Tuesday, August 23, 2016 at 7:30pm
Jesse Lerner's Ruins
155 Freeman Street, Brooklyn
Ruins, Jesse Lerner, 1999, 16mm, in Spanish and English with English and Spanish subtitles, 78 mins
Integrating archival sources with pseudo-documentary fabrications, Jesse Lerner’s Ruins delves into the tangled legacies of Mesoamerican antiquarianism, revealing how archaeologists, art historians, and museum curators have, for centuries, fashioned various theories about pre-Columbian civilizations from the stuff of colonialist fantasies and ingenious forgeries. Structured around five key vignettes in this history, Lerner’s film combines travelogues, newsreels, and educational films to examine the claims of various experts like early-20th century “dean of the Mayanists” Sylvanus G. Morley and archaeologist Michael Coe, longtime curator of Yale’s Peabody Museum of Natural History.
Ruins culminates in a visit with Brigído Lara, a self-taught master counterfeiter of pre-Columbian artifacts who claims to have crafted thousands of essentially undetectable reproductions. Many of these fakes, Lara says, have become part of major museum collections around the world, fooling even top specialists. Yet this dramatic revelation comes under scrutiny as well. “The film does not mean to celebrate the forger as a heroic or unproblematic figure,” Lerner notes. “Nor is the forger’s practice equated with those of the archaeologist charged with reconstructing the ruins or the artisan who manufactures the plethora of commodities for the tourist trade for sale at the site: paperweights in the shape of a miniature rendition of Chichén Itzá, for example...As is the case with so much of what takes place in the shady world of forgers, it’s difficult to know how to evaluate the statements that Lara makes.”
Lerner’s film retains an aggressively hybrid nature, shuttling between collage animations, talking-head interviews with both real and imaginary experts, and hand-processed images. Bits of found footage, Lerner has explained, “have been taken from their original context and used to create a new narrative. About half of the images and audio are mine. Like the forger, I have attempted to artificially induce the illusion of age onto the surface of some of these original materials to match the visual quality of the archival materials.” Lerner thereby comments on the nature of documentary itself, and our desire to believe the inventions of an artist as historical fact. Indeed, Ruins calls to mind a statement on filmmaking made by Orson Welles in F for Fake, which undoubtedly lurks behind Lerner’s own film: “What we professional liars hope to serve is truth.”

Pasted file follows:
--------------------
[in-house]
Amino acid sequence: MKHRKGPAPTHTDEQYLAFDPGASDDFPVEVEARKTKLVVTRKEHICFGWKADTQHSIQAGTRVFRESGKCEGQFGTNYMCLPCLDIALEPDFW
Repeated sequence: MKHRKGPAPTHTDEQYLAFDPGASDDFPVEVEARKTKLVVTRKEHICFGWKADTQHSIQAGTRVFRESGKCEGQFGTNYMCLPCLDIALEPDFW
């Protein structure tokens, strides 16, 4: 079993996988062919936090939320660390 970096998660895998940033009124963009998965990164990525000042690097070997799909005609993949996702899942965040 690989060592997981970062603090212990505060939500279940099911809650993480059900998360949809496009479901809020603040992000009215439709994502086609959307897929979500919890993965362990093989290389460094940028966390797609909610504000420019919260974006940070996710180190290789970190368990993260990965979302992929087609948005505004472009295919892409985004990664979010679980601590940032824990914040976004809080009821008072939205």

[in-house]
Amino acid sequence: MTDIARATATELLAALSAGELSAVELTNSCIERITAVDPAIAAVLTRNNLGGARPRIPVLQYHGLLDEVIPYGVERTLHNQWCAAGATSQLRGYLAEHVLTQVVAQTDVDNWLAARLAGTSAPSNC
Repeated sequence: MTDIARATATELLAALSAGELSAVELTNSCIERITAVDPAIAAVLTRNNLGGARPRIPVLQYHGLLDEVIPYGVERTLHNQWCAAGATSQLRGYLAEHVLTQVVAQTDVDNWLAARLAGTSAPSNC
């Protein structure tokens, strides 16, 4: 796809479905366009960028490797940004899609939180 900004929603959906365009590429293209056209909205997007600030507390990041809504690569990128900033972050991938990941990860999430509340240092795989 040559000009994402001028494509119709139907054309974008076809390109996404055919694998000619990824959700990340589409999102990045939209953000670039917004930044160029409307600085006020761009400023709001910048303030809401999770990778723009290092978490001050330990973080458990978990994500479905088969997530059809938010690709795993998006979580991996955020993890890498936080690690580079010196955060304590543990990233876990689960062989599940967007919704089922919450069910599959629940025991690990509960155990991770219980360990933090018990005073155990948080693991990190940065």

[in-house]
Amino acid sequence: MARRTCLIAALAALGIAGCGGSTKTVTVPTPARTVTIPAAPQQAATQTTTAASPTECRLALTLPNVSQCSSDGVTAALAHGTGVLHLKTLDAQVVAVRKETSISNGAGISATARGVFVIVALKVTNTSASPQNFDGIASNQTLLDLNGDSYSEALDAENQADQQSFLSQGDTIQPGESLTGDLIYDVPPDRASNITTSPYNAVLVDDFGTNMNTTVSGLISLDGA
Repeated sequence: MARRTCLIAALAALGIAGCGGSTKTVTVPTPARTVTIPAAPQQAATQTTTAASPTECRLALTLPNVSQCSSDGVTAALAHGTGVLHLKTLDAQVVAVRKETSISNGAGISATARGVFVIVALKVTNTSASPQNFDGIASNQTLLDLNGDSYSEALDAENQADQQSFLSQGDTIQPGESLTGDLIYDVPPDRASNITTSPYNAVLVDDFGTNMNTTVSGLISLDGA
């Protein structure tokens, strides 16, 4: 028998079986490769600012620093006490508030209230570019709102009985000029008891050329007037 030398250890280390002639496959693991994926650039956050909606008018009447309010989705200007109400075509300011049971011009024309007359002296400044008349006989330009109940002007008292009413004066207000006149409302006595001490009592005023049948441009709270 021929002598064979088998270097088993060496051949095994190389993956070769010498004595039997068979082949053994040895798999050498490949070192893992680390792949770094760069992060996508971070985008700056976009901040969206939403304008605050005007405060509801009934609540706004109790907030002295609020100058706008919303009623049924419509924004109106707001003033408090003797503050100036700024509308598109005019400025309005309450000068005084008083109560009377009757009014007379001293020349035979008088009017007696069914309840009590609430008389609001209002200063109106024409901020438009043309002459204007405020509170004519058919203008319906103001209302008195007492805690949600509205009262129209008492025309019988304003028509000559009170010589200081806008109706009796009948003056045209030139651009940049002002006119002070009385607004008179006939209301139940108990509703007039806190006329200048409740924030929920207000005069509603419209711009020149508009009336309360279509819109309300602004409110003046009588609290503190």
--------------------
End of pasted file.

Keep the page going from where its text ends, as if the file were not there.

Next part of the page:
Jesse Lerner is a filmmaker based in Los Angeles. His short films Natives (1991, with Scott Sterling), T.S.H. (2004), and Magnavoz (2006) and the feature-length experimental documentaries Frontierland/Fronterilandia (1995, with Rubén Ortiz-Torres), Ruins (1999), The American Egypt (2001), Atomic Sublime (2010), and The Absent Stone (2013, with Sandra Rozental) have won numerous prizes at film festivals in the United States, Latin America and Japan, and have screened at New York’s Museum of Modern Art, Washington’s National Gallery, and the Sundance, Rotterdam and Los Angeles Film Festivals. His films were featured in mid-career surveys at New York’s Anthology Film Archives and Mexico’s Cineteca Nacional. He has curated projects for Mexico’s Palacio Nacional de Bellas Artes, the Guggenheim Museums in New York and Bilbao, and the Robert Flaherty Seminar. His books include F is for Phony: Fake Documentary and Truth’s Undoing (with Alexandra Juhasz, 2000), The Shock of Modernity: Crime Photography in Mexico City (2007), The Maya of Modernism (2011), and The Catherwood Project (with Leandro Katz, forthcoming).
Tickets - $8, available at door.
Please note: seating is limited. First-come, first-served. Box office opens at 7pm.